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STUDIO: Spirit Level Films
RUNNING TIME: 88 Minutes
• Director/Cast commentary
• Cast auditions
"It’s Jackass meets Saving Silverman, with all the heart of Stand By Me. God, that sounds like an awful movie. Let’s just say it’s like Ricky Gervais in a younger generation. At least the Americans won’t care."
Andy Serkis (King Kong, The Lord of the Rings),
A club of fun-time boys approaching their thirties, led by Spider (Serkis), begins to dissolve in the wake of Spider’s engagement to a girl named Annie. As a present, Spider’s best friend Des starts to compile a documentary about all the fun they had when they didn’t worry about chicks or jobs. It doesn’t take long for the project to go sour, though, as perennial jackass Des uncovers the truth about their Jolly Boys club: just about everyone is tired of their college-era pranks and benders. Everyone wants to grow up, and the friendships that they thought they had find very little room for survival amid the compromises of adulthood.
Did you know they swing with the wrong end of the club in England? S’truth.
The conceit of Jolly Boys isn’t a hard one to swallow. Des takes his camcorder around, letting people record their well-wishes for Spider and Annie. The project gradually morphs into Des’ personal crusade to show Spider why he’s a fool for getting married, and from there becomes a sort of video diary of Des’ somewhat impotent schemes and self-reflections.
In other words, its not exactly a plot-based flick. It moves with at an easy pace from the antics of the Jolly Boys, to the stresses of engagement, to the disintegration and reformation of friendships, and all hitched firmly to Des’ believable personality. Milo Twomey deserves recognition for his performance as the British equivalent of a frat boy who never grew up; he’s funny, angry, sympathetic, and, most importantly, natural.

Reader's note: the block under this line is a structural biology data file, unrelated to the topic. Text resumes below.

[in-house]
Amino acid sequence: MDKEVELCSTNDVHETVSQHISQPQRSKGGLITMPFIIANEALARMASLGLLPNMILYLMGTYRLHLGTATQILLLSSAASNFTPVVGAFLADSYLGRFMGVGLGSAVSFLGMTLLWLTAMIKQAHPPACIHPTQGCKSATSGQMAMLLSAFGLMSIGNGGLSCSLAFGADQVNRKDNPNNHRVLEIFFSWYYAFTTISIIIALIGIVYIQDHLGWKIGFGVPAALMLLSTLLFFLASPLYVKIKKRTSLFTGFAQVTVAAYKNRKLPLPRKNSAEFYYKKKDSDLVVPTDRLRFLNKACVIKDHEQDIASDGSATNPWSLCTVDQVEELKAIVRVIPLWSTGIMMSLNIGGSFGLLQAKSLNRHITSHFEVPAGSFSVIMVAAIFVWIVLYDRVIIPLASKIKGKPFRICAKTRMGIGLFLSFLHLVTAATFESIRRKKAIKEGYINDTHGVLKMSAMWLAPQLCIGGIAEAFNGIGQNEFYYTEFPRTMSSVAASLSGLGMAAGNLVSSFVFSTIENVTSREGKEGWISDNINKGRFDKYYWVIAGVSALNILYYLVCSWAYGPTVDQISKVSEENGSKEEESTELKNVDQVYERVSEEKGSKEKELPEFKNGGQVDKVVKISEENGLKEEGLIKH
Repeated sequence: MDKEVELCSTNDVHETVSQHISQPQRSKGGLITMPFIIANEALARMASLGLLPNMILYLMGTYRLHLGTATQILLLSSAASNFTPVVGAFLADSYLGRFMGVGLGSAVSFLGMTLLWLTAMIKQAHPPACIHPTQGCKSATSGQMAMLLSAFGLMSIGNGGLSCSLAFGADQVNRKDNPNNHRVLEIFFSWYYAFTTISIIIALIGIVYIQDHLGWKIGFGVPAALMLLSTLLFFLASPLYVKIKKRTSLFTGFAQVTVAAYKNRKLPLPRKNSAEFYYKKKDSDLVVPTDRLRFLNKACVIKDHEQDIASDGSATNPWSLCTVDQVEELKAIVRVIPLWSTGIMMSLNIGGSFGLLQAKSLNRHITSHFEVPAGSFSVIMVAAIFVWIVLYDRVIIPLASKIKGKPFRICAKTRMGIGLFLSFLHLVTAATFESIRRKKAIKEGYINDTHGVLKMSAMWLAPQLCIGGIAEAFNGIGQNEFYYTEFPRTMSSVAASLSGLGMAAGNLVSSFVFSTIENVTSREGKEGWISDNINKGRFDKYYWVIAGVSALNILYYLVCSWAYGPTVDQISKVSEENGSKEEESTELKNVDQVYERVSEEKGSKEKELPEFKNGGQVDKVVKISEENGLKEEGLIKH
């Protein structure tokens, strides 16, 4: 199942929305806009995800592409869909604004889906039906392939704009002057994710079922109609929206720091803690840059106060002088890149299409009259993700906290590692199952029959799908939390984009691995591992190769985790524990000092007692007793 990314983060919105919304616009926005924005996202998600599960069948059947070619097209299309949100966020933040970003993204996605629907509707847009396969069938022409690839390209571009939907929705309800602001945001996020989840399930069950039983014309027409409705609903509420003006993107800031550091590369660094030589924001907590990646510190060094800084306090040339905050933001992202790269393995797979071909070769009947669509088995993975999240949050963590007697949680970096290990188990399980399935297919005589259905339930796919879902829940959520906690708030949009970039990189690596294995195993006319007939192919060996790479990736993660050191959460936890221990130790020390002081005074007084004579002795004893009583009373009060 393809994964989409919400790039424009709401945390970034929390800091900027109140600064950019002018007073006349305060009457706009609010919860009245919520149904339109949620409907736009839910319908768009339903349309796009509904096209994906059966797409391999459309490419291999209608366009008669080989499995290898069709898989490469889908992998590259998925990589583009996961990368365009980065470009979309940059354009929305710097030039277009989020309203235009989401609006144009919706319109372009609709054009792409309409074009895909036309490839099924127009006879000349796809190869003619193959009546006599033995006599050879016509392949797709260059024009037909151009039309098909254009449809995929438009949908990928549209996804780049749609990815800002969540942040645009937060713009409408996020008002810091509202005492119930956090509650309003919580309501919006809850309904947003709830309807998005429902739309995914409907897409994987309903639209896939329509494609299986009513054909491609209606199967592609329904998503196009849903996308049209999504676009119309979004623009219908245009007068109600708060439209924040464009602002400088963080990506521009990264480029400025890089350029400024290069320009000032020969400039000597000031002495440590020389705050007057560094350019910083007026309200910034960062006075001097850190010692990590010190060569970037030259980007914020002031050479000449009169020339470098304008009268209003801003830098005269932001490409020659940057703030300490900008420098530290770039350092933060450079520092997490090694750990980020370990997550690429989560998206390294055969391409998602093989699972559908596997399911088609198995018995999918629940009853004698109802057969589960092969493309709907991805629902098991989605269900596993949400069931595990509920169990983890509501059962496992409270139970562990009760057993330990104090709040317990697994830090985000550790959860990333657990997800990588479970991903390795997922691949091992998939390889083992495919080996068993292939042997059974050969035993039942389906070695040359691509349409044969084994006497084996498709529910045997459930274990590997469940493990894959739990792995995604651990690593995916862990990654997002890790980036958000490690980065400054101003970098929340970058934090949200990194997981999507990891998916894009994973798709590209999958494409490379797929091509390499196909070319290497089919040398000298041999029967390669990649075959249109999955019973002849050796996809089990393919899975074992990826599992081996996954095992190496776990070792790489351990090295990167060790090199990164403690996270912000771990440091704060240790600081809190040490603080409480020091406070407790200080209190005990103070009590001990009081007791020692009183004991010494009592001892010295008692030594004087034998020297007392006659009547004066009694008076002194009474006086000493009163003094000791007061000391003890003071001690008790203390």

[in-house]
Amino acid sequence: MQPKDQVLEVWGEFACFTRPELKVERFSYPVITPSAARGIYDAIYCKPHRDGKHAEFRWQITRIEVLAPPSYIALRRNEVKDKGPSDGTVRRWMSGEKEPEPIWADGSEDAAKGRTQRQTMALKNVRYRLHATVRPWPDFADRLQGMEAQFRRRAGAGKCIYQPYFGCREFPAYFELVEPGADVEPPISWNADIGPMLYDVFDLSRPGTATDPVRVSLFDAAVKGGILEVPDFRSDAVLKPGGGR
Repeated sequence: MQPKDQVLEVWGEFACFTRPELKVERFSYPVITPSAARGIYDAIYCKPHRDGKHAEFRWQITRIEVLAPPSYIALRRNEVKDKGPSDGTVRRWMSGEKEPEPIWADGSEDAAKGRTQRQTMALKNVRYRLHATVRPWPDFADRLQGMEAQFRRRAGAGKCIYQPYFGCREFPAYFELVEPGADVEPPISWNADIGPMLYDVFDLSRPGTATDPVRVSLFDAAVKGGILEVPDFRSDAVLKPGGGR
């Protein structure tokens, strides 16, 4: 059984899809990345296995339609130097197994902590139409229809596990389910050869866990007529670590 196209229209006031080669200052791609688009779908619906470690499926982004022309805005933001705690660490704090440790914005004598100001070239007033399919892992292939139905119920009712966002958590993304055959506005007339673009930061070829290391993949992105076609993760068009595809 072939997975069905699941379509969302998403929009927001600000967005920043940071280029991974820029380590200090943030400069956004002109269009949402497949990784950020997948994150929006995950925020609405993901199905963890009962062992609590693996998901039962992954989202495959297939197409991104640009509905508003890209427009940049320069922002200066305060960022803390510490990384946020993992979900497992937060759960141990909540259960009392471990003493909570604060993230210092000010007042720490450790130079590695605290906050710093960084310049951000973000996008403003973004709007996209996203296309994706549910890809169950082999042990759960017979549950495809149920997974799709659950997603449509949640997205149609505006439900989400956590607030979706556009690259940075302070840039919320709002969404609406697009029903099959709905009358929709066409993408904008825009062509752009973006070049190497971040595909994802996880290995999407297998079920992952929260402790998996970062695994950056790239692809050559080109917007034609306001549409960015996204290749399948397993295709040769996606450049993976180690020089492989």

What I’ve described of the story so far doesn’t sound much like a comedy, unless you’re into that whole "comedy is tragedy plus timing" equation. And, really, Jolly Boys is a comedy more in the tradition of Wes Anderson than David Zuckerman — a mix of pathos and irreverence that doesn’t necessarily mirror life, but is close enough to our fantasies of how life should be that we don’t really notice. When it’s funny it’s never gut-bustingly so, because those kinds of jokes generally need more preparation than real life affords. Instead, it’s that kind of "Hey, I heard this one story" humor that plays well in a group of friends, and, as luck would have it, to a film audience who likes feeling as if they’re part of the in-crowd.
For as successful as the film is with its humor, it’s doubly so with the drama. There is a natural elegance to the balance between the two genres. Sometimes, they feel as if they’re playing tug-of-war, but sometimes they’re intertwined. The film is most successful in the latter cases, when the characters don’t separate the humor from the rest of their lives. The best example is the stag weekend that Des and the other Jolly Boys take Spider on, prior to his wedding day. Events conspire to put everyone on edge, and a trip that should have been boisterous, juvenile, and soaked in alcohol instead functions as the boys’ feeble clutching at a part of the lives that can’t be resurrected. It’s embarrassing and sad, yet played with a note of desperation that sells the few bitter jokes perfectly.